• avatar

    According to this Marketplace piece, they sold 20 cars on this eBay attempt.

    If you just look at the numbers, the program earned an “F.” GM’s California dealers posted tens of thousands of new cars on eBay. Judging by the company’s seller profile, they only sold about 20 through the site.

  • avatar
    Richard Chen

    With positive feedback of just 76.5% for those 20 transactions, I would say it’s time to close up shop and start selling again but under a different name.

  • avatar

    “During our new era of “Hope” and “Change”, were we not all challenged to be “responsible” and have “transparency”?

    Thus….circling back to GM….where is the responsibility and transparency? Where is the success?”

    They are following the lead of the Obama administration with regard to those attributes.

  • avatar

    Unbelievably poor execution. I’d laugh at this whole thing, but GM has so many missteps that I feel like I’m laughing at the slow kid in class when I pick on them anymore.

    The administration should have never given them our tax money. Yeah they make for funny stories, but it’s not so funny when it’s my money they’re burning through.

  • avatar

    CamaroKid :
    September 29th, 2009 at 6:18 pm

    Why does Mark LaNeve still have a job?

    My bet he has spring break pictures of Lutz…

    OK, except Lutz came back voluntarily after leaving the good ship Titanic.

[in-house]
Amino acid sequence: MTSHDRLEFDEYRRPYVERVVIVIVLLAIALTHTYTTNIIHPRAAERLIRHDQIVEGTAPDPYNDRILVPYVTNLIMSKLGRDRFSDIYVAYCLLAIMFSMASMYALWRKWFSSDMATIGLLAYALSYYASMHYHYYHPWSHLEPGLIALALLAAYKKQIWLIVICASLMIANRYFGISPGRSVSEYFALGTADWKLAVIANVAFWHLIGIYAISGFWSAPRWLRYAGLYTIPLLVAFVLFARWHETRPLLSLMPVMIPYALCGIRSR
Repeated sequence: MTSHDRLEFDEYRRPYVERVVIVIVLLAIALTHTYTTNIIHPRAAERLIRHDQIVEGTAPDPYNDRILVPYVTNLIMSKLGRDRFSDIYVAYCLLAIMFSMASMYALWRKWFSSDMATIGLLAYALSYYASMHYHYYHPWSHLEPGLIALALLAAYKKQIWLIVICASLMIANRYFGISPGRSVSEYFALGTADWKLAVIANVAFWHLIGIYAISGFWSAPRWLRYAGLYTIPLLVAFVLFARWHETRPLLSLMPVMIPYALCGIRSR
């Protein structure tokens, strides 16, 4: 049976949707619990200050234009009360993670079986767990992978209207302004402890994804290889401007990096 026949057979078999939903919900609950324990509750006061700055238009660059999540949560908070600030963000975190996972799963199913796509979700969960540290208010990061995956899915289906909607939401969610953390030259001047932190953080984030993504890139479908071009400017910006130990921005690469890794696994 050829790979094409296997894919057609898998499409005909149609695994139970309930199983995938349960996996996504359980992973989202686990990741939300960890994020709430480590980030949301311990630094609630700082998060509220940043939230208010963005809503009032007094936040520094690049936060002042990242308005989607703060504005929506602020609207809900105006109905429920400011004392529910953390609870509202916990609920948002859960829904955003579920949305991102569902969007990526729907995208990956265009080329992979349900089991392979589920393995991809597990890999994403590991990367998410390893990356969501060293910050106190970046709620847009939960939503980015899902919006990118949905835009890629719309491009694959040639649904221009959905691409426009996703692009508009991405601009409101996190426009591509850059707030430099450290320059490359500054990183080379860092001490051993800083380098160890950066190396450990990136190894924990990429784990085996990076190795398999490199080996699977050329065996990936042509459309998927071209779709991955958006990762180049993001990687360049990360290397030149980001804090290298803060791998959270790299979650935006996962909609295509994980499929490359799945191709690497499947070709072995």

New theory: Henderson loves having his head of sales be useless; it makes him look competent by comparison. I hear Jim Press is available (shudder to think).

  • avatar

    This plan never made a lick of sense from the get go.

    GM is barred by law from selling directly to California customers. The California dealers would never allow it.

    So how exactly was GM planning on placating their Calif. dealers and the Sacramento politicians on the dealers’ payroll?

    They weren’t. This whole thing was nothing but a lead generator for the dealers.

  • avatar

    Is it just me, or are there tons of ads for GM on Ebay Motors right now, and when you select the “Make” dropdown menu, you only get GM brands!?

  • avatar

    These are not a bunch of adults discussing here. Just a bunch of GM bashers. GM never said the eBay program was going to replace the national marketing programs. It was just a trial run to get leads and marketing data in California.